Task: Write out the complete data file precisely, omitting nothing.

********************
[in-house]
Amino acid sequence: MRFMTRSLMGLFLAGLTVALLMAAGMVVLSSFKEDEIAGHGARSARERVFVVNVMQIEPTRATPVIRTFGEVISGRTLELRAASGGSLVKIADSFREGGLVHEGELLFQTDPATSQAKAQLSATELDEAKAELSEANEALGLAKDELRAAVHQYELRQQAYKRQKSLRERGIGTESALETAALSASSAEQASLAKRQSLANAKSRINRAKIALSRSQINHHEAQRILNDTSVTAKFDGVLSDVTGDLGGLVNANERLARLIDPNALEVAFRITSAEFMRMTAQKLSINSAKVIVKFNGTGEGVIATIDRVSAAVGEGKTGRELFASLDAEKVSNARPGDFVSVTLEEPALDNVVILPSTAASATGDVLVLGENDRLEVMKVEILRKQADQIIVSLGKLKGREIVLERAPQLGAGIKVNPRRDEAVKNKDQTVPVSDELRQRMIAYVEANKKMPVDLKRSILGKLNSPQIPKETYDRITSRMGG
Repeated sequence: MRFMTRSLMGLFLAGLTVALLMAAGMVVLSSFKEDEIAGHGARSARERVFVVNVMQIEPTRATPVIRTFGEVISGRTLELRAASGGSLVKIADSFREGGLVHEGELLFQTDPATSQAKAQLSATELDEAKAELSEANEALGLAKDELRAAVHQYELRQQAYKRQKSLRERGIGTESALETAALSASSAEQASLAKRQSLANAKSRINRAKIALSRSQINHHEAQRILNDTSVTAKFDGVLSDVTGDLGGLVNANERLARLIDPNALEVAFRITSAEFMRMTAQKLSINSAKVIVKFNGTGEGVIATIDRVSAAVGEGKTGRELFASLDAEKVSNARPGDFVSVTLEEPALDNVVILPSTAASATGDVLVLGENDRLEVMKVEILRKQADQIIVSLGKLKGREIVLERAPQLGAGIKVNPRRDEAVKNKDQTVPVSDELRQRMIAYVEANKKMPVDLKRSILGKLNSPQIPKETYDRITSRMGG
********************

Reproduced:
[in-house]
Amino acid sequence: MRFMTRSLMGLFLAGLTVALLMAAGMVVLSSFKEDEIAGHGARSARERVFVVNVMQIEPTRATPVIRTFGEVISGRTLELRAASGGSLVKIADSFREGGLVHEGELLFQTDPATSQAKAQLSATELDEAKAELSEANEALGLAKDELRAAVHQYELRQQAYKRQKSLRERGIGTESALETAALSASSAEQASLAKRQSLANAKSRINRAKIALSRSQINHHEAQRILNDTSVTAKFDGVLSDVTGDLGGLVNANERLARLIDPNALEVAFRITSAEFMRMTAQKLSINSAKVIVKFNGTGEGVIATIDRVSAAVGEGKTGRELFASLDAEKVSNARPGDFVSVTLEEPALDNVVILPSTAASATGDVLVLGENDRLEVMKVEILRKQADQIIVSLGKLKGREIVLERAPQLGAGIKVNPRRDEAVKNKDQTVPVSDELRQRMIAYVEANKKMPVDLKRSILGKLNSPQIPKETYDRITSRMGG
Repeated sequence: MRFMTRSLMGLFLAGLTVALLMAAGMVVLSSFKEDEIAGHGARSARERVFVVNVMQIEPTRATPVIRTFGEVISGRTLELRAASGGSLVKIADSFREGGLVHEGELLFQTDPATSQAKAQLSATELDEAKAELSEANEALGLAKDELRAAVHQYELRQQAYKRQKSLRERGIGTESALETAALSASSAEQASLAKRQSLANAKSRINRAKIALSRSQINHHEAQRILNDTSVTAKFDGVLSDVTGDLGGLVNANERLARLIDPNALEVAFRITSAEFMRMTAQKLSINSAKVIVKFNGTGEGVIATIDRVSAAVGEGKTGRELFASLDAEKVSNARPGDFVSVTLEEPALDNVVILPSTAASATGDVLVLGENDRLEVMKVEILRKQADQIIVSLGKLKGREIVLERAPQLGAGIKVNPRRDEAVKNKDQTVPVSDELRQRMIAYVEANKKMPVDLKRSILGKLNSPQIPKETYDRITSRMGG